In the Ethnic Foods class, students study all of the regions of the world. The course begins with “Why do we Eat the Foods we Eat?” This lesson was created to stimulate the ‘investigative minds’ of students, encouraging them to ask questions and seek answers. In the study of American Culture, each region is celebrated with an authentic foods lab. This project was created to get students to understand the influence of other cultures on our own American favorites.
- Begin by viewing TED Talk videos “The Danger of a Single Story” and “The Hunt for General Tso” and answer the assigned questions. Discuss responses.
- Projector & Screen
- Laptops or iPads
- Choose a Partner!!
- Select a FOOD from the basket. Food options may include, but are not limited to: Macaroni & cheese, buffalo wings, corn dogs, banana split, chili, biscuit & gravy, pretzel, spaghetti & meatballs, smores, grilled cheese, meatloaf, potato chips and doughnuts.
- Research: You are investigating the ORIGIN of your food. You must use a minimum of three websites with stories about your food origin. Using 3 sites allows to FACT CHECK the story. Do not use Wikipedia as source. Record your website addresses on the pre-writing activity below. You may write this information on a printed sheet that will be provided or you may complete your work in google classroom and turn it in online.
- The FACTS you are looking for the WHO, WHAT, WHEN, WHY & HOW of your story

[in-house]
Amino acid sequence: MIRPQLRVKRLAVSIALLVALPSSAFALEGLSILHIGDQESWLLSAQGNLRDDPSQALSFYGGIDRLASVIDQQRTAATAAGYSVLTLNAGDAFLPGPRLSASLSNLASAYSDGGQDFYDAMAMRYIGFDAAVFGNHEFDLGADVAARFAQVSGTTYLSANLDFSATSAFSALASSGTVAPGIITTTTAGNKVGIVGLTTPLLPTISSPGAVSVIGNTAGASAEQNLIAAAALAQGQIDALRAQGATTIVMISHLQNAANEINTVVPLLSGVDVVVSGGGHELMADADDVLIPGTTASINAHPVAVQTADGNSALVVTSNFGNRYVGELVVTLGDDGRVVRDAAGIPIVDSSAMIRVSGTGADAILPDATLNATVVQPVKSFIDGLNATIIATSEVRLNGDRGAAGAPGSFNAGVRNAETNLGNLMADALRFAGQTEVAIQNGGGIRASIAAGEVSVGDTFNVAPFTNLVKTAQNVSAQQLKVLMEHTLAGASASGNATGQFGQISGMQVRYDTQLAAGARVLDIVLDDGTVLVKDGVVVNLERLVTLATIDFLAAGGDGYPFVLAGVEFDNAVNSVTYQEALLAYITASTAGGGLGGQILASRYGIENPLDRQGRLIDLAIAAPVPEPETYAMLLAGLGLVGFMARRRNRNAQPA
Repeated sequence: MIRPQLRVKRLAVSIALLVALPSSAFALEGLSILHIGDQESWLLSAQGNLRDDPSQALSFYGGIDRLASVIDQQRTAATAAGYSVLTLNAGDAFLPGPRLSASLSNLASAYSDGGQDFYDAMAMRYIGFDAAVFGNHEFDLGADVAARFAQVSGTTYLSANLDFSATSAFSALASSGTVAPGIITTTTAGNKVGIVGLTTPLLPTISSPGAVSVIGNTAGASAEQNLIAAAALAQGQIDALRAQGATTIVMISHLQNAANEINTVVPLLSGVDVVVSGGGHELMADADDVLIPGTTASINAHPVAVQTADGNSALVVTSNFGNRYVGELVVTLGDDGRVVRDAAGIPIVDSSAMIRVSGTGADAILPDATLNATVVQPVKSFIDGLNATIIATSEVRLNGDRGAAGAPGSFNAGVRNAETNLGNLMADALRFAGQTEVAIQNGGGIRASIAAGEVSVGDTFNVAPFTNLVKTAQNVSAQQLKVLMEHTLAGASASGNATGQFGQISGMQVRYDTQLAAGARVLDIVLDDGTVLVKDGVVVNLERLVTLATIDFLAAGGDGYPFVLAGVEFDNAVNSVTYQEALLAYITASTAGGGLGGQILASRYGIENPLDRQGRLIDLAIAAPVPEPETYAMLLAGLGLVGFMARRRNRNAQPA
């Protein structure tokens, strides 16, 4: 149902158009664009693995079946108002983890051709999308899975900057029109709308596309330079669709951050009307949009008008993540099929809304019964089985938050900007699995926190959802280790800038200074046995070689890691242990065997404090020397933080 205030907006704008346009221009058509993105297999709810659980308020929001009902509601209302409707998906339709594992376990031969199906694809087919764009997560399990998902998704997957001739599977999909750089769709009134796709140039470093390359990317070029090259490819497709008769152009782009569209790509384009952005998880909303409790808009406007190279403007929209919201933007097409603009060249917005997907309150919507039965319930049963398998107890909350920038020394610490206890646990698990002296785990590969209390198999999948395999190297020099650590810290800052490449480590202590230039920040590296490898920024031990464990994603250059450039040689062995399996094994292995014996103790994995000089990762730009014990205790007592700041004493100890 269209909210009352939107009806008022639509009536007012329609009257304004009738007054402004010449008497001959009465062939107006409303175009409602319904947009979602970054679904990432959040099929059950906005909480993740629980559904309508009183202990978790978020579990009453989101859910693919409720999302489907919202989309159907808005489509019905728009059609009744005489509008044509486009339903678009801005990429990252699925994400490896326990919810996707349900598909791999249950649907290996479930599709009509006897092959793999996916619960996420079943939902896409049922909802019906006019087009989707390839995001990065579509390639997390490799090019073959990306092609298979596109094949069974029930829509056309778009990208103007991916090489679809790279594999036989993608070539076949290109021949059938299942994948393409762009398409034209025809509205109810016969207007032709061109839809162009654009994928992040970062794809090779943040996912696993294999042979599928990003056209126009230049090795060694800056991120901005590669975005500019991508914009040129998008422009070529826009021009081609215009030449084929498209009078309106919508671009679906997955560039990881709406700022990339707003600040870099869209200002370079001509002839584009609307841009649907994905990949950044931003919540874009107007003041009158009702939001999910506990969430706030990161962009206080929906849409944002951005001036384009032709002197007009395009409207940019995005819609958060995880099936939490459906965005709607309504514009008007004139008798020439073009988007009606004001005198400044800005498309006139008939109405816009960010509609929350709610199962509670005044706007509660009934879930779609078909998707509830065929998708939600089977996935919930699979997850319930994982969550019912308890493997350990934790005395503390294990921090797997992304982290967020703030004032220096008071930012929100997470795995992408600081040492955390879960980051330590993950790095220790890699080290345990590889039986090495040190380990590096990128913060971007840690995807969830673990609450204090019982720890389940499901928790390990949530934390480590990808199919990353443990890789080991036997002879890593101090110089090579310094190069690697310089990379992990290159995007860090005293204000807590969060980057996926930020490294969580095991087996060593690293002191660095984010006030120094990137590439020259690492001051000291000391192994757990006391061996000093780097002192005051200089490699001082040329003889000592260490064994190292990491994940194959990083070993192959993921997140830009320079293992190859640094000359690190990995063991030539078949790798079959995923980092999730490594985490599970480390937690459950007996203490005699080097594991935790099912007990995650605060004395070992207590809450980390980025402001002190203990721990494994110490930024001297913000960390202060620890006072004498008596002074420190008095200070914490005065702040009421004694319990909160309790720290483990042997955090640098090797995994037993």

- Create a VENN diagram OR a Similarities and Differences
- Write the FACTS that are Similar from the article & where there are discrepancies – write those in the differences column or in the separate circles of the VENN diagram. IF there ARE too many discrepancies in the stories about your food, YOU must continue searching for the TRUE Story using additional websites.
- As part of the rubric and work chart, you will document WHO did WHAT: Group decision- ARE YOU making a paper poster or are you making and online poster using an app or a website! Online poster or presentation options include glogster, piktochart, canva, and adobe spark. See guide sheet and poster set up below.
- Students presented their posters and notes to the class. The audience had to take notes using a folded sheet of paper divided into the number of foods that were presented in each class . Their notes had to be brief. They wrote the food, American origin, the person who created the food, the year and the additional country connections.
- Sample: Doughnuts
- Ted Talk Activity (PDF)
- Instructions for Food Origin Investigation (PDF)
- Food Origination Poster Investigation (PDF)
- Rubric For Food Origin Investigation (PDF)
- Food Origin Project Samples (PPT)